(a) detecting the mRNA encoding the amino acid sequence of SEQ ID NO: 16, (b) detecting the protein comprising the amino acid sequence of SEQ ID NO: 16, and
(c) detecting the biological activity of the protein comprising the amino acid sequence of SEQ ID NO: 16
13. A method of screening for a compound for treating a cell proliferative disease, said method comprising the steps of:
(a) contacting a test compound with a polypeptide selected from the group consisting of:
(1) a polypeptide comprising the amino acid sequence of SEQ ID NO: 16;
(2) a polypeptide that comprises the amino acid sequence of SEQ ID NO: 16 in which one or more amino acids are substituted, deleted, inserted, and/or added and that has a biological activity equivalent to a protein consisting of the amino acid sequence of SEQ ID NO: 16; and
(3) a polypeptide encoded by a polynucleotide that hybridizes under stringent conditions to a polynucleotide consisting of the nucleotide sequence of SEQ ID NO: 15, wherein the polypeptide has a biological activity equivalent to a polypeptide consisting of the amino acid sequence of SEQ ID NO: 16;
(b) detecting the binding activity between the polypeptide and the test compound; and
(c) selecting a compound that binds to the polypeptide.
14. A method of screening for a compound for treating a cell proliferative disease, said method comprising the steps of:
(a) contacting a candidate compound with a cell expressing a polynucleotide comprising the nucleotide sequence of SEQ ID NO: 15; and
(b) selecting a compound that reduces the expression level of the polynucleotide comparison with the expression level detected in the absence of the test compound.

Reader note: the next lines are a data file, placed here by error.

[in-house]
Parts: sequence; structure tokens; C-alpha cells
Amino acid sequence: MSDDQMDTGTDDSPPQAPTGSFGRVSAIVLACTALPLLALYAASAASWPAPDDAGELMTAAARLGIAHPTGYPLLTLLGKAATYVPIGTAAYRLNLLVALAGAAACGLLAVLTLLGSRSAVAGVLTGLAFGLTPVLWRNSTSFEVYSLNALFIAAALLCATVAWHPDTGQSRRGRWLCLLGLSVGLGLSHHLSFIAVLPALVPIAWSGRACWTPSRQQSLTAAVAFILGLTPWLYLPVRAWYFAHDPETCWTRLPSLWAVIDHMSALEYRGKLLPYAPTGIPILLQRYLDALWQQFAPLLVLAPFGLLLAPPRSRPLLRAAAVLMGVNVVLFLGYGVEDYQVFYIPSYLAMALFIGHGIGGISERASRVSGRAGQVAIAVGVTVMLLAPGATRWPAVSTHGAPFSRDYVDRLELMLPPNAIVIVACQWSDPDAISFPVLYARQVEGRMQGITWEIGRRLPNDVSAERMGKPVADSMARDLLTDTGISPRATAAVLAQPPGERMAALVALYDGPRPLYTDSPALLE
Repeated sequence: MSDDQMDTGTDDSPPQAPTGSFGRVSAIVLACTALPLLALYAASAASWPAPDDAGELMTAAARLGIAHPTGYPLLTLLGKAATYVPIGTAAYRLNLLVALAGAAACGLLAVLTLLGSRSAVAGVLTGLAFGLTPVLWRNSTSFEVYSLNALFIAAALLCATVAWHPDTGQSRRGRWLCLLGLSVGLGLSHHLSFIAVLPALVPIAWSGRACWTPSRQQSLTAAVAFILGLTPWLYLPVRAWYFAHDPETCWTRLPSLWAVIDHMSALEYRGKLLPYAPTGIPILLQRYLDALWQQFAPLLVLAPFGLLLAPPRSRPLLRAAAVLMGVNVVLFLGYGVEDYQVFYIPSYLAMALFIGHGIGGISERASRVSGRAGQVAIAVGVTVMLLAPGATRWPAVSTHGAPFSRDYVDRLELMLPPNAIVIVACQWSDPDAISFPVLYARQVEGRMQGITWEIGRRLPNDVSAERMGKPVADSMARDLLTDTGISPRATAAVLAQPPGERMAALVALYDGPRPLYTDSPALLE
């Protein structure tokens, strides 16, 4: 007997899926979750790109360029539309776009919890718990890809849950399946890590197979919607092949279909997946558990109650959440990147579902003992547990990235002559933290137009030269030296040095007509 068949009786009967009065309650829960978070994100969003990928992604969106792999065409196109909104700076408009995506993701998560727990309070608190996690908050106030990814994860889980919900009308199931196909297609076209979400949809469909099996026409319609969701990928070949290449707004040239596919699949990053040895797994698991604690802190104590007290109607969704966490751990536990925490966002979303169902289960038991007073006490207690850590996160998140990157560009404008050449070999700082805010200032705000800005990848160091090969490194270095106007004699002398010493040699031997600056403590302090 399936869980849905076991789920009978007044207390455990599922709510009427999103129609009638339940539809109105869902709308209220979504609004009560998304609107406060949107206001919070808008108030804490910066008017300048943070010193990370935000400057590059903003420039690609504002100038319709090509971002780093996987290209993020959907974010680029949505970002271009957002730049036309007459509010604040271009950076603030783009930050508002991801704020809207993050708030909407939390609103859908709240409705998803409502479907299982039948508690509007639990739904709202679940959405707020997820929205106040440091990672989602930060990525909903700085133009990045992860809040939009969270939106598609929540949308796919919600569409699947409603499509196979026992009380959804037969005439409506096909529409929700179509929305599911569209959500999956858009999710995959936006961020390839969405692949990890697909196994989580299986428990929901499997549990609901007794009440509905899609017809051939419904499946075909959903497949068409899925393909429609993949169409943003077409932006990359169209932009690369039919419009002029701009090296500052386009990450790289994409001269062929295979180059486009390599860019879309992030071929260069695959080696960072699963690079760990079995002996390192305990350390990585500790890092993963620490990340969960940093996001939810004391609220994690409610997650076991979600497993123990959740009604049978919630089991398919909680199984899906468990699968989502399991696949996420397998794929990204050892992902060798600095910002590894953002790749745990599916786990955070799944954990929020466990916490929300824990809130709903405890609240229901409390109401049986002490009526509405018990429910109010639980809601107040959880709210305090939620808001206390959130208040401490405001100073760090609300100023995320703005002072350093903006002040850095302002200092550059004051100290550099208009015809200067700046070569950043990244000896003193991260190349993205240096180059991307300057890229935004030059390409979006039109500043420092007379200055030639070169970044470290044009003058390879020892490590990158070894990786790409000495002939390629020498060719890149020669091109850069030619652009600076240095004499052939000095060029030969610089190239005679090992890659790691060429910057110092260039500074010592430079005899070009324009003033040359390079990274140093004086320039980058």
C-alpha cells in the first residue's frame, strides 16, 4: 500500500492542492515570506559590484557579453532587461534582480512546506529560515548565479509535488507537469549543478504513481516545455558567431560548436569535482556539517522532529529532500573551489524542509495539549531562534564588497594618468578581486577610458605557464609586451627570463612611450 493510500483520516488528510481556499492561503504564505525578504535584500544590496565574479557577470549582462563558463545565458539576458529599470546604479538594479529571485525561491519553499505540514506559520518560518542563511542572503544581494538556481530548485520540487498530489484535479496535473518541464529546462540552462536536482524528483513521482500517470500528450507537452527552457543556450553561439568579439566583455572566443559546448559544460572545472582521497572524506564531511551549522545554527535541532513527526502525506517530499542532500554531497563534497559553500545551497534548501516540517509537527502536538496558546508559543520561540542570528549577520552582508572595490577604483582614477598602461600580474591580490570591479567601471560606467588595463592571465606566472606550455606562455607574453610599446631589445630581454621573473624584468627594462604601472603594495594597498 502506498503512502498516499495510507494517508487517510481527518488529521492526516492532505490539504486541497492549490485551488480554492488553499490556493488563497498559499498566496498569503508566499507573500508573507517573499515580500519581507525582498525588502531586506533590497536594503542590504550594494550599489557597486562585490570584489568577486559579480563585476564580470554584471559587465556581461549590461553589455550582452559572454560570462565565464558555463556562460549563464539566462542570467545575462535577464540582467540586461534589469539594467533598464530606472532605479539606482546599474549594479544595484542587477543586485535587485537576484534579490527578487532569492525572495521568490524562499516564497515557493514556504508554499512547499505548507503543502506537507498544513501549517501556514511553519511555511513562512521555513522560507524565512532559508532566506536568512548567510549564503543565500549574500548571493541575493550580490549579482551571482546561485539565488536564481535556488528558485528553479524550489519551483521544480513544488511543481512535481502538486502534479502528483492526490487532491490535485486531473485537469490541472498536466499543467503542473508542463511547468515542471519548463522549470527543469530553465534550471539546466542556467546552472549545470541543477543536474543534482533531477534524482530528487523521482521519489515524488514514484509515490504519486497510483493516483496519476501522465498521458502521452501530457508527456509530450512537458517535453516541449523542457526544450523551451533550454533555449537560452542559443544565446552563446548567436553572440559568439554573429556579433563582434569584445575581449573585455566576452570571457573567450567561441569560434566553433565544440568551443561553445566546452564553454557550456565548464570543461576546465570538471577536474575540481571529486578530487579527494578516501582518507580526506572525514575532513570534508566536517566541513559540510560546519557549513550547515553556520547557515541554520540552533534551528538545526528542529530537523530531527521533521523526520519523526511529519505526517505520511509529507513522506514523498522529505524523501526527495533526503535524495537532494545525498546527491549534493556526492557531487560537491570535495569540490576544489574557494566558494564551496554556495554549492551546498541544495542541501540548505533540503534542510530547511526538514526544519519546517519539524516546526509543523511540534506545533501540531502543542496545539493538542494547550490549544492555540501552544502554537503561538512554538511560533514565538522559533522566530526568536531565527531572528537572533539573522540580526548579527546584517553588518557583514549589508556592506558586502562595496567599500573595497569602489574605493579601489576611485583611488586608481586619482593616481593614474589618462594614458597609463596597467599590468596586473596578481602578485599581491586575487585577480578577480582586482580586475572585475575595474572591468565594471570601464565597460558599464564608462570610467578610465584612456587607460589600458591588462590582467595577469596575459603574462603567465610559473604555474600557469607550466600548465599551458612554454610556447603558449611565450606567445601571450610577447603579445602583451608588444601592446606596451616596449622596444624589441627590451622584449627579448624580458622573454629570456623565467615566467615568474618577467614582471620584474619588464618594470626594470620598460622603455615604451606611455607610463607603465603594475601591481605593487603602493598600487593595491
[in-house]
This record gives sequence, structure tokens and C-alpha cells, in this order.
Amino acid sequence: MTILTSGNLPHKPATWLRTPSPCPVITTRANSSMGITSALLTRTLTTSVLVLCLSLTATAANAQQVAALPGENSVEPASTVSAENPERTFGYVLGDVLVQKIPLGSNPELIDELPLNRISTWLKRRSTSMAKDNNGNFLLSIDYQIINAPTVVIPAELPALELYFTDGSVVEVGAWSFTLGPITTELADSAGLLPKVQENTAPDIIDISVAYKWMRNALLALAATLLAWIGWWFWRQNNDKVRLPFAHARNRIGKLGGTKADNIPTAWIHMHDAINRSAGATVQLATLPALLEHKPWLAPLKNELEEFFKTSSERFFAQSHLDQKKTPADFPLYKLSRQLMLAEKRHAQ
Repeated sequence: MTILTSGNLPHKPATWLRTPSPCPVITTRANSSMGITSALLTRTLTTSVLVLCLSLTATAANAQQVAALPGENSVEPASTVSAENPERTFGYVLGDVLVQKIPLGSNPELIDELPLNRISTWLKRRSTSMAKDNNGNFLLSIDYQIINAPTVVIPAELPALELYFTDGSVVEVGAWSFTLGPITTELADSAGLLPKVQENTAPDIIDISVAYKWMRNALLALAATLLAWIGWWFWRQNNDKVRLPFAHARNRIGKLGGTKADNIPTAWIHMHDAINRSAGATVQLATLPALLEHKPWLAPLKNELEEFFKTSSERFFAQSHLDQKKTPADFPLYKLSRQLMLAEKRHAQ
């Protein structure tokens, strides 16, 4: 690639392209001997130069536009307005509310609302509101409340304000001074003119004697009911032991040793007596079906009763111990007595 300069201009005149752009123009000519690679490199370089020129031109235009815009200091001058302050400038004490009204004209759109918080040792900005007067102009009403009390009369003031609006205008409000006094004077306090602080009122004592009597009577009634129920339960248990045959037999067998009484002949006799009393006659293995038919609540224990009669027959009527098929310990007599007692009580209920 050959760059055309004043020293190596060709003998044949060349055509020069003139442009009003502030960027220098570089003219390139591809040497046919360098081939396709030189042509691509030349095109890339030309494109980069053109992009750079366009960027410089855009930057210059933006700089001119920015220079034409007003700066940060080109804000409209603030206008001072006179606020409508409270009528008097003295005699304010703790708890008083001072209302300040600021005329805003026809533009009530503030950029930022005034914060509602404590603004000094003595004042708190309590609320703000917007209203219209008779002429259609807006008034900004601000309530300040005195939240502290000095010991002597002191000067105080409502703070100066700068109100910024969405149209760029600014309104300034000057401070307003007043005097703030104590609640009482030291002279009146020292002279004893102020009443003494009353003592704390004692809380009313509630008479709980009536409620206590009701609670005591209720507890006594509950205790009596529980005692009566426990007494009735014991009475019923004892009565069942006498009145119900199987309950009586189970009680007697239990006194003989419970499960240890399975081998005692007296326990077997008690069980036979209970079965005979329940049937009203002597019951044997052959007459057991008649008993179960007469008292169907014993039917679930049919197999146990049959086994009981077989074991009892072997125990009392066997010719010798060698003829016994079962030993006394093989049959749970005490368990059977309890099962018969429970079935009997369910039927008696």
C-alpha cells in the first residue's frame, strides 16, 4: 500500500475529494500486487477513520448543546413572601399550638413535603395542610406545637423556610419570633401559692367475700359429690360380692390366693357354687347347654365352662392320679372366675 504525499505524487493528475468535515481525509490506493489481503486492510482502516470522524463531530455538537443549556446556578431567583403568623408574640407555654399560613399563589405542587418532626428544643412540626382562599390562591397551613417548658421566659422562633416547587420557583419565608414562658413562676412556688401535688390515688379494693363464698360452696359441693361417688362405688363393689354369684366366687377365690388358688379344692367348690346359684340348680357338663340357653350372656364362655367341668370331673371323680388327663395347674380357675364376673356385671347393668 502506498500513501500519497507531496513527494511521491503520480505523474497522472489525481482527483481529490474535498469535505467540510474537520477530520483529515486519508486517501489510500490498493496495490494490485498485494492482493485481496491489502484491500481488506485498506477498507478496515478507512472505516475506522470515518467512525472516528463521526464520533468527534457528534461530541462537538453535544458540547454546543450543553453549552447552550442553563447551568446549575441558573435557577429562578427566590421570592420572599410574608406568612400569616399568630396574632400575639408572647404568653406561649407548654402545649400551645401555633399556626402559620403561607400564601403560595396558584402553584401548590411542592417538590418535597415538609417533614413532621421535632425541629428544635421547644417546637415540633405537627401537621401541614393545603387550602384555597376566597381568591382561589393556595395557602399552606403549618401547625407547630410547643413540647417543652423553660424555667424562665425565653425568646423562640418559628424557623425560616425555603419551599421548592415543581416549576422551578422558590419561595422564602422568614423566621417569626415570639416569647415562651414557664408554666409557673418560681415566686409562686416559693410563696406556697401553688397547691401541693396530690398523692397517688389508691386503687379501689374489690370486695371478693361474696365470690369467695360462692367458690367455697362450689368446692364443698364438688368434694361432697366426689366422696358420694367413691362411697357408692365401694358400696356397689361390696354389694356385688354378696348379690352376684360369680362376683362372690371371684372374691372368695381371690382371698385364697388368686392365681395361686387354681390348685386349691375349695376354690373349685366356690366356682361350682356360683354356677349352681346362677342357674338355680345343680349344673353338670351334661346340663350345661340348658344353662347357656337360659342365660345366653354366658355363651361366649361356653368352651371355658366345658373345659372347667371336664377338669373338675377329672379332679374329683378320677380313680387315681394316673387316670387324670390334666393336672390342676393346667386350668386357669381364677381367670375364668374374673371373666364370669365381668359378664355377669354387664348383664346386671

15. A method of screening for a compound for treating a cell proliferative disease, said method comprising the steps of:
(a) contacting a test compound with a polypeptide selected from the group consisting of: (1) a polypeptide comprising the amino acid sequence of SEQ ID NO: 16;
(2) a polypeptide that comprises the amino acid sequence of SEQ ID NO: 16 in which one or more amino acids are substituted, deleted, inserted, and/or added and that has a biological activity equivalent to a protein consisting of the amino acid sequence of SEQ ID NO: 16; and (3) a polypeptide encoded by a polynucleotide that hybridizes under stringent conditions to a polynucleotide consisting of the nucleotide sequence of SEQ ID NO: 15, wherein the polypeptide has a biological activity equivalent to a polypeptide consisting of the amino acid sequence of SEQ ID NO: 16;
(b) detecting the biological activity of the polypeptide of step (a); and
(c) selecting a compound that suppresses the biological activity of the polypeptide in comparison with the biological activity detected in the absence of the test compound.
16. The method of claim 15, wherein the biological activity is cell-proliferating activity.
17. A method of screening for compound for treating cell proliferative disease, said method comprising the steps of: a) contacting a candidate compound with a cell into which a vector comprising the transcriptional regulatory region of a marker gene and a reporter gene that is expressed under the control of the transcriptional regulatory region has been introduced, wherein the marker genes comprising nucleotide sequence of SEQ ID:NO 15 b) measuring the activity of said reporter gene; and c) selecting a compound that reduces the expression level of said reporter gene in comparison with the expression level of said reporter gene detected in the absence of the test compound.
18. A method of any one of claim 11 to 17, wherein the cell-proliferative disease is cancer.